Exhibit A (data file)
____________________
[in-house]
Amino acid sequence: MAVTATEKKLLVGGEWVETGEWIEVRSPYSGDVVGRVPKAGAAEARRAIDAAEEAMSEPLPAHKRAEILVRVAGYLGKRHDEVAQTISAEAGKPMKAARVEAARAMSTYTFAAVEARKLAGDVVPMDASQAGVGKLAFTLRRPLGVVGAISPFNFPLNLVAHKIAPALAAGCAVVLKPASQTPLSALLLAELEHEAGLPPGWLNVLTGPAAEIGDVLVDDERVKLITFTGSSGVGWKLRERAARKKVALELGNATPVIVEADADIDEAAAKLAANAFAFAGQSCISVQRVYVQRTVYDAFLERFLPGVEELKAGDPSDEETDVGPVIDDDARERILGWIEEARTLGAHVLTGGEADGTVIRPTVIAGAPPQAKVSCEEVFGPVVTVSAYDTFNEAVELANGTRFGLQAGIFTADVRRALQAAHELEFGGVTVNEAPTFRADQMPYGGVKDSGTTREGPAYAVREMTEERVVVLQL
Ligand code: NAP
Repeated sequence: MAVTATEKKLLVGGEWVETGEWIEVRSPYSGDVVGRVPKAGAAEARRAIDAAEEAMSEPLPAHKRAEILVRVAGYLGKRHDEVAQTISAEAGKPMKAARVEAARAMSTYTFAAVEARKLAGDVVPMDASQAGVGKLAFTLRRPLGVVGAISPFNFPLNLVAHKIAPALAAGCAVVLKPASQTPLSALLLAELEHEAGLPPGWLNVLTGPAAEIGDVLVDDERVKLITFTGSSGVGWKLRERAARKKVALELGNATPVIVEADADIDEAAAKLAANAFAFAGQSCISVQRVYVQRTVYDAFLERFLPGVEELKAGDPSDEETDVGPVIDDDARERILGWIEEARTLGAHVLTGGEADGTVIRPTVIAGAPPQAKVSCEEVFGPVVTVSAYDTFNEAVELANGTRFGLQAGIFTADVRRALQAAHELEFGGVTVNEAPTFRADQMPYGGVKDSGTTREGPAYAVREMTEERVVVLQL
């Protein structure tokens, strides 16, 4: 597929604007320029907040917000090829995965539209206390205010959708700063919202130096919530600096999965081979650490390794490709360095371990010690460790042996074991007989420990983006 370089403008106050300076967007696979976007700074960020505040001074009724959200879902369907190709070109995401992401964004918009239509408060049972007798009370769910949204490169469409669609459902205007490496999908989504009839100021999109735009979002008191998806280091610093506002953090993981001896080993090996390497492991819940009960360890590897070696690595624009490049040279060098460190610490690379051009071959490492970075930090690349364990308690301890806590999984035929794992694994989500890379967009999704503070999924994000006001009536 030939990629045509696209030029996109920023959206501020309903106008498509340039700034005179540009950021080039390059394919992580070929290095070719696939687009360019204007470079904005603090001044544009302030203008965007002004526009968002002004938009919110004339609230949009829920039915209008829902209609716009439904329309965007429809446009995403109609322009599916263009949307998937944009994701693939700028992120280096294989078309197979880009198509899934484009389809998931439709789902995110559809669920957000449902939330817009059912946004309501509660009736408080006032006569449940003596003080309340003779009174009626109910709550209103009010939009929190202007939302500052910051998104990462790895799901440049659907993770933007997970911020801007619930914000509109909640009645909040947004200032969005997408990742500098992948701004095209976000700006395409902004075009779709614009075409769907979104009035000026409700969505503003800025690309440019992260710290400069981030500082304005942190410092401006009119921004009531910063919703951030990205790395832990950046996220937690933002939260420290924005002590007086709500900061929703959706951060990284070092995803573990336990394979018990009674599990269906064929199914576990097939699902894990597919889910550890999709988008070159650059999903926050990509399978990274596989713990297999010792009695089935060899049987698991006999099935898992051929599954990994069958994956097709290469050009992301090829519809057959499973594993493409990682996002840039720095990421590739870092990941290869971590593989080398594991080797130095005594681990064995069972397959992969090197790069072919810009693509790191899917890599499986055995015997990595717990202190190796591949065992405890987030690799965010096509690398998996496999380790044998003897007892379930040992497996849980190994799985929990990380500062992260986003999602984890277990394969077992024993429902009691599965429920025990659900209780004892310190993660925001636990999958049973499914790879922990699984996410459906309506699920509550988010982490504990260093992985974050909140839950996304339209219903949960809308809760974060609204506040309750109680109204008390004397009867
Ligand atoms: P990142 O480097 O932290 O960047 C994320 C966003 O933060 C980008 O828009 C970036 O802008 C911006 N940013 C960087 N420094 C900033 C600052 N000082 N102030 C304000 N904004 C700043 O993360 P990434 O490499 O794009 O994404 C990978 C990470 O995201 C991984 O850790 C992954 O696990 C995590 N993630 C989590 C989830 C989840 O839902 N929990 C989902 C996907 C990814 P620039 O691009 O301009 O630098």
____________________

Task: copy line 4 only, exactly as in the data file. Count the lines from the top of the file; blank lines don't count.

Repeated sequence: MAVTATEKKLLVGGEWVETGEWIEVRSPYSGDVVGRVPKAGAAEARRAIDAAEEAMSEPLPAHKRAEILVRVAGYLGKRHDEVAQTISAEAGKPMKAARVEAARAMSTYTFAAVEARKLAGDVVPMDASQAGVGKLAFTLRRPLGVVGAISPFNFPLNLVAHKIAPALAAGCAVVLKPASQTPLSALLLAELEHEAGLPPGWLNVLTGPAAEIGDVLVDDERVKLITFTGSSGVGWKLRERAARKKVALELGNATPVIVEADADIDEAAAKLAANAFAFAGQSCISVQRVYVQRTVYDAFLERFLPGVEELKAGDPSDEETDVGPVIDDDARERILGWIEEARTLGAHVLTGGEADGTVIRPTVIAGAPPQAKVSCEEVFGPVVTVSAYDTFNEAVELANGTRFGLQAGIFTADVRRALQAAHELEFGGVTVNEAPTFRADQMPYGGVKDSGTTREGPAYAVREMTEERVVVLQL